Federal prosecutors investigating Virginia Gov. Bob McDonnell in connection with a gift scandal have reportedly delayed asking a grand jury to charge the Republican and his wife after a face-to-face appeal to the Justice Department from attorneys for the couple.
The Washington Post reported late Wednesday that Dana J. Boente, the U.S. Attorney for the Eastern District of Virginia, had informed the McDonnells' legal team that he planned to ask for an indictment no later than this past Monday. However, after meeting with Deputy Attorney General James M. Cole on December 12, the lawyers were told that the decision to press charges would be put on hold. The Post also reported that a decision whether to press charges is not expected before January 2.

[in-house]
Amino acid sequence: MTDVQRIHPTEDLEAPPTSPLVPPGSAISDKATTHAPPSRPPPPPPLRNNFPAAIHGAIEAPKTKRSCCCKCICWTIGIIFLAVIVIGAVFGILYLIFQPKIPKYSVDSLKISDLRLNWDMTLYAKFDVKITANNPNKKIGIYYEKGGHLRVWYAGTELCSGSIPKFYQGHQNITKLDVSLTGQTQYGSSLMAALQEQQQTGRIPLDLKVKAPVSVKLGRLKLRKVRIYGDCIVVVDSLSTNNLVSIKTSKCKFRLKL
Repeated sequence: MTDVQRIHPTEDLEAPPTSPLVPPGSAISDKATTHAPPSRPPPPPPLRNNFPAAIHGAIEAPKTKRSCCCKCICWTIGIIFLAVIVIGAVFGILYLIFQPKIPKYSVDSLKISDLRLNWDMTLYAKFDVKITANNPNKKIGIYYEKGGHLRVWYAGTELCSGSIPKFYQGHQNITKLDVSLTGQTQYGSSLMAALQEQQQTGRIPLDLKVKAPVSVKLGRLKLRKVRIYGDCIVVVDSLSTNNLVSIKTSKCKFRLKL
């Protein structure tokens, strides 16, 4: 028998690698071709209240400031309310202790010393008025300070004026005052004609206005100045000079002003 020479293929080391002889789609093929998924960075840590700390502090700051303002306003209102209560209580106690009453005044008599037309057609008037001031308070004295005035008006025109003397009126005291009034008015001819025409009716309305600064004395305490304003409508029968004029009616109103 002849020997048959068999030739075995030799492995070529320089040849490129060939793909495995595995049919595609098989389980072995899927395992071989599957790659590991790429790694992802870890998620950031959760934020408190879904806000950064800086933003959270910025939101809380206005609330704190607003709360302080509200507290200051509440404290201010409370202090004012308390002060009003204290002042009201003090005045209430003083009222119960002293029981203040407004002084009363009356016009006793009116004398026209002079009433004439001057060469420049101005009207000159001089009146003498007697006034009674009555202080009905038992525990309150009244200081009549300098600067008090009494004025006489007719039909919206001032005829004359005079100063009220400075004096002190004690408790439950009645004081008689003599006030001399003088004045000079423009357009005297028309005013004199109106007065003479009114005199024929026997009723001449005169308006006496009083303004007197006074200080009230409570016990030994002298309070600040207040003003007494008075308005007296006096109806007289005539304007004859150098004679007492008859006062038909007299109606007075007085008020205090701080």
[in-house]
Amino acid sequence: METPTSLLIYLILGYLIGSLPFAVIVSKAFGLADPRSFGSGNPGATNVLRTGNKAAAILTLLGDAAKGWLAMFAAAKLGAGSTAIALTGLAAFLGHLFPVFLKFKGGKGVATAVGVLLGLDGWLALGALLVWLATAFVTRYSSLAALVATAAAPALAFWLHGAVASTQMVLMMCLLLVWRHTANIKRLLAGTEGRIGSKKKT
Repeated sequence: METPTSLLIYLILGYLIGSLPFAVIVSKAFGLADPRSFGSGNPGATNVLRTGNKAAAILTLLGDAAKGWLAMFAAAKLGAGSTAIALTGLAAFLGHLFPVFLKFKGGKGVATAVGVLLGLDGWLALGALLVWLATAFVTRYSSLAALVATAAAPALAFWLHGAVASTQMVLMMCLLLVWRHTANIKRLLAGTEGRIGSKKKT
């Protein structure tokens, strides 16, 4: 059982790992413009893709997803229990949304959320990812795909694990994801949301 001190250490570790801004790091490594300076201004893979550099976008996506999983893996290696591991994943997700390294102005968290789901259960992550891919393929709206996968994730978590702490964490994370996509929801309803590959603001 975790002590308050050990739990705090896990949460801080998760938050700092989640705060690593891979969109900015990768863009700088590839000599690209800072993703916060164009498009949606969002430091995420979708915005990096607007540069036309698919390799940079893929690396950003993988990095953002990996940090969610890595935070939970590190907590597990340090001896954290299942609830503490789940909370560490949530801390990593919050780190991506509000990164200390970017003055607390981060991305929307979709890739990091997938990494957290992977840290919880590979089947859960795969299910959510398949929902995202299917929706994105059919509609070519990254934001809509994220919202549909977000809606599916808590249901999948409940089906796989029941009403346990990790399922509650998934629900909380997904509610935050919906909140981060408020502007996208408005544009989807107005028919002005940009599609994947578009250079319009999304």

McDonnell and his wife, Maureen, have been accused of illegally promoting dietary supplement company Star Scientific -- including hosting a lunch at the Executive Mansion in Richmond to celebrate a product launch and securing meetings between company executives and state officials -- in exchange for more than $165,000 in gifts and loans from its chief executive Jonnie R. Williams. McDonnell and his attorneys claim that the governor has done nothing improper, though McDonnell apologized this past July for "the embarrassment certain members of my family and I brought upon my beloved Virginia and her citizens" and announced he had repaid $120,000 in loans.
McDonnell, elected in 2009, is due to leave office January 11 to make way for Democrat Terry McAuliffe. Virginia law forbade McDonnell from running for a second consecutive term.
If charges are filed before January 11, McDonnell would be the first sitting governor in Virginia's history to face criminal charges.